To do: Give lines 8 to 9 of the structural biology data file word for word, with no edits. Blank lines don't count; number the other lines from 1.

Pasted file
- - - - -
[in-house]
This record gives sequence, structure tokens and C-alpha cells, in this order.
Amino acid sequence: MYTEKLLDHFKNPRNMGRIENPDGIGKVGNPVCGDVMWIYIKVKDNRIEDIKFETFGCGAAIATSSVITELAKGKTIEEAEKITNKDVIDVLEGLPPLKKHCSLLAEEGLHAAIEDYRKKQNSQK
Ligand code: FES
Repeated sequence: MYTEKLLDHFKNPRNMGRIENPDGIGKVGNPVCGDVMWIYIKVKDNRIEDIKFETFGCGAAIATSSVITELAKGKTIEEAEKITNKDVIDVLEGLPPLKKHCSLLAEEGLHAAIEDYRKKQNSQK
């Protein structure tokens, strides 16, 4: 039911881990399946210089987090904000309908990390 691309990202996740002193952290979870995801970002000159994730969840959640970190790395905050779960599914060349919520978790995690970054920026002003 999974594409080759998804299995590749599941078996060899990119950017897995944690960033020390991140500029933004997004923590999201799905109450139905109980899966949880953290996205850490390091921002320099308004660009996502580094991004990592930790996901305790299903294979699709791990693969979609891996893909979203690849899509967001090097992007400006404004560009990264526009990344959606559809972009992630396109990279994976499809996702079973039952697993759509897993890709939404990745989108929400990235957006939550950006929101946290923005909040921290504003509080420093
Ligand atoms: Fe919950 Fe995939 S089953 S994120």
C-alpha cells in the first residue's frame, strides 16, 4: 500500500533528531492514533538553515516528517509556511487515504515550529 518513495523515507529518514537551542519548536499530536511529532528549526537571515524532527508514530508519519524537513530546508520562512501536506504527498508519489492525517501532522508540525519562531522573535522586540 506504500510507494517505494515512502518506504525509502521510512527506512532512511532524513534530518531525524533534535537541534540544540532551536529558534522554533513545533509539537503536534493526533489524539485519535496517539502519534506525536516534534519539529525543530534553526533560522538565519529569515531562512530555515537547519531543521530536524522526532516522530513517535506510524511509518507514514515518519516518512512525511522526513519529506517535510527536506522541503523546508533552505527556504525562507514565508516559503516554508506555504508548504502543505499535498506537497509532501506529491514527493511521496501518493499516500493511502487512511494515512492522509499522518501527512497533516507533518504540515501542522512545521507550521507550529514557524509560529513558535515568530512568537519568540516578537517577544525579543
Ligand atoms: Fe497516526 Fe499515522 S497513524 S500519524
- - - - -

C-alpha cells in the first residue's frame, strides 16, 4: 500500500533528531492514533538553515516528517509556511487515504515550529 518513495523515507529518514537551542519548536499530536511529532528549526537571515524532527508514530508519519524537513530546508520562512501536506504527498508519489492525517501532522508540525519562531522573535522586540 506504500510507494517505494515512502518506504525509502521510512527506512532512511532524513534530518531525524533534535537541534540544540532551536529558534522554533513545533509539537503536534493526533489524539485519535496517539502519534506525536516534534519539529525543530534553526533560522538565519529569515531562512530555515537547519531543521530536524522526532516522530513517535506510524511509518507514514515518519516518512512525511522526513519529506517535510527536506522541503523546508533552505527556504525562507514565508516559503516554508506555504508548504502543505499535498506537497509532501506529491514527493511521496501518493499516500493511502487512511494515512492522509499522518501527512497533516507533518504540515501542522512545521507550521507550529514557524509560529513558535515568530512568537519568540516578537517577544525579543
Ligand atoms: Fe497516526 Fe499515522 S497513524 S500519524